WASHINGTON—The recent Peruvian elections produced the results that many had feared. At a time of unprecedented political stability and economic boom in Peru, the voters have opted for two candidates with authoritarian credentials who will face each other in a runoff.

The first, and the big winner with more than 31 percent of the vote, is Ollanta Humala, a nationalist former lieutenant colonel who until recently had a close relationship with Venezuela, but now says he admires the “Lula” model—after former Brazilian President Luiz Inacio Lula da Silva, who combined the market economy with huge social programs and left office when his second term ended. The other top-two finisher, with 23 percent of the vote, was Keiko Fujimori, daughter and close collaborator of former dictator Alberto Fujimori, who is in prison for corruption and crimes against humanity.

Almost half the country voted for candidates who represent the market democracy under which the country has boomed. But these candidates split the vote of millions of Peruvians who wanted to maintain and expand the current model, and therefore neutralized each other.

One cannot blithely dismiss the fact that the other half of Peruvians—the ones who will be represented in the runoff—have very little enthusiasm for liberal democracy and believe the market economy is skewed against them. Latinobarometro, a respected organization that conducts in-depth surveys throughout the continent, revealed a few days ago that 52 percent of Peruvians favor a dictatorial regime. The result roughly matches the vote that went to Humala and Fujimori combined.

The reasons why so many people are angry are not difficult to figure out: the big pockets of poverty, where the benefits of the boom have not had great impact; the contradiction between an economy that has seen the reduction of poverty to one-third of the population but where one in three citizens still does not have direct access to drinkable water and the judicial system is perceived as profoundly corrupt; and the insecurity that prevails in a country where one in three people has been a victim of some kind of crime.

Even so, the progress made in the last decade goes far beyond a tiny elite. In political terms, we are talking about the difference between night and day. Freedom of expression, freedom of association, the right of habeas corpus, free and fair elections and the prosecution of human rights violators attest to it. Economically, the achievement is also notable: In the last five years alone, Peru has jumped 24 positions in the U.N.’s Index of Human Development. The question in this election, then, was not how do Peruvians replace the system with authoritarian populism but how do they correct its significant shortcomings and expand opportunity without compromising what is good. The division of the more reasonable camp into three mutually defeating candidacies ensured that the second round will become not a dialogue between the two big trends in Peruvian society but a pitched battle between two forces that resent modernity either in its political or its economic aspects.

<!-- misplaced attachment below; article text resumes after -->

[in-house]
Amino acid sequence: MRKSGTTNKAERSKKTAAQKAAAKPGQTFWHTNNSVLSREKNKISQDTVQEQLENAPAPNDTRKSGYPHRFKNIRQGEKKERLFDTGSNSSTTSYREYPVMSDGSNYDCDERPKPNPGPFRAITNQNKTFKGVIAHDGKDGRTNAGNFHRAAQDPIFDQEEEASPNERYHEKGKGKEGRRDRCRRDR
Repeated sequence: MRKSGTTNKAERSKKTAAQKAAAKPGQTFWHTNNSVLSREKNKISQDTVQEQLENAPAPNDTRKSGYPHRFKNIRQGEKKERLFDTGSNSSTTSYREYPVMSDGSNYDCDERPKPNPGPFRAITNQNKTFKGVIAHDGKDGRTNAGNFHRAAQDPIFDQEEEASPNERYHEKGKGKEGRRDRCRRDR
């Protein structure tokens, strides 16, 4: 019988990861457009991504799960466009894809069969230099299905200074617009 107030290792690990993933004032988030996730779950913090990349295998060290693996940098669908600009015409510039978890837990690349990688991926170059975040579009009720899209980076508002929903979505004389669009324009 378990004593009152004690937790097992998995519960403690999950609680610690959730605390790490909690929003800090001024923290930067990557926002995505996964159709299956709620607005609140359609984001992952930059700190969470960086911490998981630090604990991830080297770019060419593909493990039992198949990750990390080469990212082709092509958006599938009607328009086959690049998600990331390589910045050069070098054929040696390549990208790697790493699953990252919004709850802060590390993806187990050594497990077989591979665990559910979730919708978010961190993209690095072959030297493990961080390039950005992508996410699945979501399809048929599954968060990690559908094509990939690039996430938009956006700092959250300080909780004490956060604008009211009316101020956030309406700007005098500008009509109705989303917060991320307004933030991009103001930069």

Although Fujimori will have the support of the Peruvian establishment out of fear that Humala could become another Hugo Chavez, the former soldier is more likely to prevail. He commands more votes at this point, has a greater national presence and, with the help of Brazilian advisers, has created an image of himself that is more moderate than it was five years ago, when he also sought office.

If Humala goes on to win, will he become another Chavez or will he follow the Lula model, as he promises? The answer will depend not on strong institutions capable of reining in the excesses of a Chavez emulator but on Humala and him only. If he decides to go ahead with plans to change the constitution and, in the face of resistance from the current Congress, calls elections to a new constituent assembly, the opposition will simply be swept away. And then the sky, as they say, will be the limit.

Still, there is a chance, if Humala wins, that he will be content with preserving the democratic system, avoiding nationalizations and engaging in populism with the colossal amount of reserves Peru has accumulated in recent years. Such a populist outcome would probably hurt growth at some point and slow the progress that the country is now making but would not bring about an ideological dictatorship.

That, in Peru’s current situation and given the alternative, would almost be a blessing.